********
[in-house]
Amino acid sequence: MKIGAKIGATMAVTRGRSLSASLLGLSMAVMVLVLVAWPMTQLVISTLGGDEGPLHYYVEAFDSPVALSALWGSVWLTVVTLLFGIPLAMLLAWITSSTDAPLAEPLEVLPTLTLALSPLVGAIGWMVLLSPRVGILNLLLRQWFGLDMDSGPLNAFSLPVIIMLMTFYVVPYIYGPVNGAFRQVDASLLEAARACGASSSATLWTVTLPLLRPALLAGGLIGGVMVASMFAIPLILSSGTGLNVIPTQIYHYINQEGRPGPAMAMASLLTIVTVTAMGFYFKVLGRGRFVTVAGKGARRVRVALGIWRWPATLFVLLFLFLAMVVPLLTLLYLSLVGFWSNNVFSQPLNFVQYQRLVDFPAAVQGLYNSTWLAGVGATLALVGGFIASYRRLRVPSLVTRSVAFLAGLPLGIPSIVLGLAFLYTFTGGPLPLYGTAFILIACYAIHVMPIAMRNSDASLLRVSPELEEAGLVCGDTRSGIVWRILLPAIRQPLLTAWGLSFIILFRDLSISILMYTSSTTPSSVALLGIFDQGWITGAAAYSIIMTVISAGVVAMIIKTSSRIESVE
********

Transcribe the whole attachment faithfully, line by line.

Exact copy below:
[in-house]
Amino acid sequence: MKIGAKIGATMAVTRGRSLSASLLGLSMAVMVLVLVAWPMTQLVISTLGGDEGPLHYYVEAFDSPVALSALWGSVWLTVVTLLFGIPLAMLLAWITSSTDAPLAEPLEVLPTLTLALSPLVGAIGWMVLLSPRVGILNLLLRQWFGLDMDSGPLNAFSLPVIIMLMTFYVVPYIYGPVNGAFRQVDASLLEAARACGASSSATLWTVTLPLLRPALLAGGLIGGVMVASMFAIPLILSSGTGLNVIPTQIYHYINQEGRPGPAMAMASLLTIVTVTAMGFYFKVLGRGRFVTVAGKGARRVRVALGIWRWPATLFVLLFLFLAMVVPLLTLLYLSLVGFWSNNVFSQPLNFVQYQRLVDFPAAVQGLYNSTWLAGVGATLALVGGFIASYRRLRVPSLVTRSVAFLAGLPLGIPSIVLGLAFLYTFTGGPLPLYGTAFILIACYAIHVMPIAMRNSDASLLRVSPELEEAGLVCGDTRSGIVWRILLPAIRQPLLTAWGLSFIILFRDLSISILMYTSSTTPSSVALLGIFDQGWITGAAAYSIIMTVISAGVVAMIIKTSSRIESVE